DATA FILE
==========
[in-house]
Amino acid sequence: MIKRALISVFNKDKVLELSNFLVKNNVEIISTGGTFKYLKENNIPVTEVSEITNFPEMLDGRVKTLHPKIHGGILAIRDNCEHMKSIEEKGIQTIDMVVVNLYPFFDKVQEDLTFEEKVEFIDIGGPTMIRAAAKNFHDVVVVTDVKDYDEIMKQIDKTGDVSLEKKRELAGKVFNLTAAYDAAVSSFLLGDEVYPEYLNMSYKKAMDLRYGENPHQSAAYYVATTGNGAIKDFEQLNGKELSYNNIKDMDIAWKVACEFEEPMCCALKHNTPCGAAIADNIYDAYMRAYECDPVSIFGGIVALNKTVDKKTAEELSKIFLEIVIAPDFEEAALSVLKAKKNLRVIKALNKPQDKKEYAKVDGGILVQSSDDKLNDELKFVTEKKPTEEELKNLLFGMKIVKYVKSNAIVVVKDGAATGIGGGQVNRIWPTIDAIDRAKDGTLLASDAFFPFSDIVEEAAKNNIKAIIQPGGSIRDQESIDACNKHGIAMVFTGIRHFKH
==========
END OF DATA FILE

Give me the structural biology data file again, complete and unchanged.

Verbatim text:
[in-house]
Amino acid sequence: MIKRALISVFNKDKVLELSNFLVKNNVEIISTGGTFKYLKENNIPVTEVSEITNFPEMLDGRVKTLHPKIHGGILAIRDNCEHMKSIEEKGIQTIDMVVVNLYPFFDKVQEDLTFEEKVEFIDIGGPTMIRAAAKNFHDVVVVTDVKDYDEIMKQIDKTGDVSLEKKRELAGKVFNLTAAYDAAVSSFLLGDEVYPEYLNMSYKKAMDLRYGENPHQSAAYYVATTGNGAIKDFEQLNGKELSYNNIKDMDIAWKVACEFEEPMCCALKHNTPCGAAIADNIYDAYMRAYECDPVSIFGGIVALNKTVDKKTAEELSKIFLEIVIAPDFEEAALSVLKAKKNLRVIKALNKPQDKKEYAKVDGGILVQSSDDKLNDELKFVTEKKPTEEELKNLLFGMKIVKYVKSNAIVVVKDGAATGIGGGQVNRIWPTIDAIDRAKDGTLLASDAFFPFSDIVEEAAKNNIKAIIQPGGSIRDQESIDACNKHGIAMVFTGIRHFKH